To me, this story of John Henry also gives us a guide for the future. Again, a gambling, heart-breaking, steel-drivin' man, and computer science majors at Berkeley. You know ... so ... I probably can't be telling you to go out and drink whiskey and gamble. At least not in front of your parents. [laughter] Still, even that part of the legend suggests that you are and you must be defined by more than just what you do for work. You will of course pursue many other things. You will pursue ... the opposite sex? ... Or maybe the same sex ... [light laughter] Some of you will travel, some of you will do public service, some of you will have children ... which, for me is the hardest and most rewarding thing I've done. All in all, it is a wonderful and beautiful world, but what makes it more wonderful is the energy that you bring to it. And knowing many of you, I am excited for what you bring to our world.
Still, the legend of John Henry is about steel-driving, or for me, about injecting passion into his purpose. You know -- I get excited sometimes, when I see ... um ... when I see, something that hasn't been done before and needs to be done. Or something that can be done better. Or something that can make things easier for people. You will see these things to. People with your talents will see the steam engines coming from miles away. You will see an opportunity to make something happen. It may be a program that will make your group better, or make your company better, or make the world better. It may be a sale that brings value to your company and your customers, and the community. It might be an organization that is both nice to people in it, and serves the people it serves well. If you see such things -- if you see such steam engines -- challenge them. Pursue the challenge with a passion. Stay up all night. DON'T SHAVE. DON'T SHOWER. [laughter] Okay, you can shower. [laughter] Please do shower. [laughter] But ... but do what it takes to meet the challenge.
And sometimes -- and sometimes -- you will make it real, and that will be cool. People will say, "Look -- look -- look at what she did. That is so neat. It's a glorious thing."
Finally, sometimes talented people such as you need a reminder that you really aren't all that. John Henry hammered the spike better than all takers, but Little Bull (?) and Polly Ann held the spike. With every strike, they would lift the spike, shake it, turn it, and replace it, all before John Henry's hammer came down again. For you too there will always be people around you. They may not appear to be as important or as talented as you, but pay attention. Take the time to undertand what they do, what they want, and their hopes and dreams. The more you consider people around you, the more you will respect their integrity, and their passion. That will make you feel good. And if you are lucky, you may even be able to help them achieve their hopes and dreams. And that will make you feel great.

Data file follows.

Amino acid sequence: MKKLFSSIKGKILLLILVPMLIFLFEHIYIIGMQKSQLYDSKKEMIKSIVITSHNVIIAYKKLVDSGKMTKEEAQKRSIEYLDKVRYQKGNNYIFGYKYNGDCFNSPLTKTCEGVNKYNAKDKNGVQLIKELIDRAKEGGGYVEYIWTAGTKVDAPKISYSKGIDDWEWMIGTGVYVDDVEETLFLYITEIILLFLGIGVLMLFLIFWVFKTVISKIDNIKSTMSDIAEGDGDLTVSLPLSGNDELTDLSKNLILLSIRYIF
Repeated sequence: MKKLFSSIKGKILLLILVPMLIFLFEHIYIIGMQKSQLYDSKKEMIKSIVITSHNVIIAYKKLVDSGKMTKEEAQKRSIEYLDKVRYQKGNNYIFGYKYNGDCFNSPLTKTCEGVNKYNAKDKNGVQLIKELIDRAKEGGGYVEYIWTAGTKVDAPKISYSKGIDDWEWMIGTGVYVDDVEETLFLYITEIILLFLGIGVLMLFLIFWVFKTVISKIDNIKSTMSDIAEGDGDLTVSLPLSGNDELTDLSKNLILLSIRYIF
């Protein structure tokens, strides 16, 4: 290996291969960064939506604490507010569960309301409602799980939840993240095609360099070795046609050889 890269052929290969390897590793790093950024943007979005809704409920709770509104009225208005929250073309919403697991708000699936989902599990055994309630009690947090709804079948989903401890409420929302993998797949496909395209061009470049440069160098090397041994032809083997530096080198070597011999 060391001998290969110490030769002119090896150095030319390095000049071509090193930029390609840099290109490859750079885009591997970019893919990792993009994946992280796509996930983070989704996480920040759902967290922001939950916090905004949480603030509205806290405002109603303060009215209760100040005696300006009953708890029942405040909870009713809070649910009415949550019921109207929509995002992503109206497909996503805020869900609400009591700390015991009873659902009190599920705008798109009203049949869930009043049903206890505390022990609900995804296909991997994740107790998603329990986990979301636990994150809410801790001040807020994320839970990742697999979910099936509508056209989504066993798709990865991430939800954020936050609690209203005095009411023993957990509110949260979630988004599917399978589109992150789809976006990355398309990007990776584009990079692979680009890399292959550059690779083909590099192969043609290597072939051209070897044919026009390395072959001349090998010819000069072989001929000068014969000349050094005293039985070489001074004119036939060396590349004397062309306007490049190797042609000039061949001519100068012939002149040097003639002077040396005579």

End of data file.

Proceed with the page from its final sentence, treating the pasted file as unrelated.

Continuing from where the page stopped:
Oh yeah, what happened to John Henry. He raced the steam engine. When time was called, they brought out the tape measure. 12 feet for John Henry, 9 feet for the steam engine. He didn't just beat the steam engine -- he crushed the steam engine. A glorious result. Um ... of course, right after the race, John Henry died. He died with his hammer in his hand. ... I ... I dunno what to say. I can't take anything away from that. [laughter] But you know, it's not a sad tale. It's an inspiration, it's a model to live by.
Finally, you aren't the women and the men with the hammer in your hands. You are the chosen ones. You will be building the steam engines. Hey, you guys even won the Big Game against those -- those -- would not be named. [laughter and clapping] The world is the kind of place that with your talents and your skills, you can change it. No one can stop you if that is what you want. And do it -- by all means, do it with the passion that you are filled with. But once in a while, pause for a moment, and maybe even grieve, for the old world while you are creating the new one. Congratulations. Good luck.
[applause, hooting, and cow bell sounds]
- Satish Rao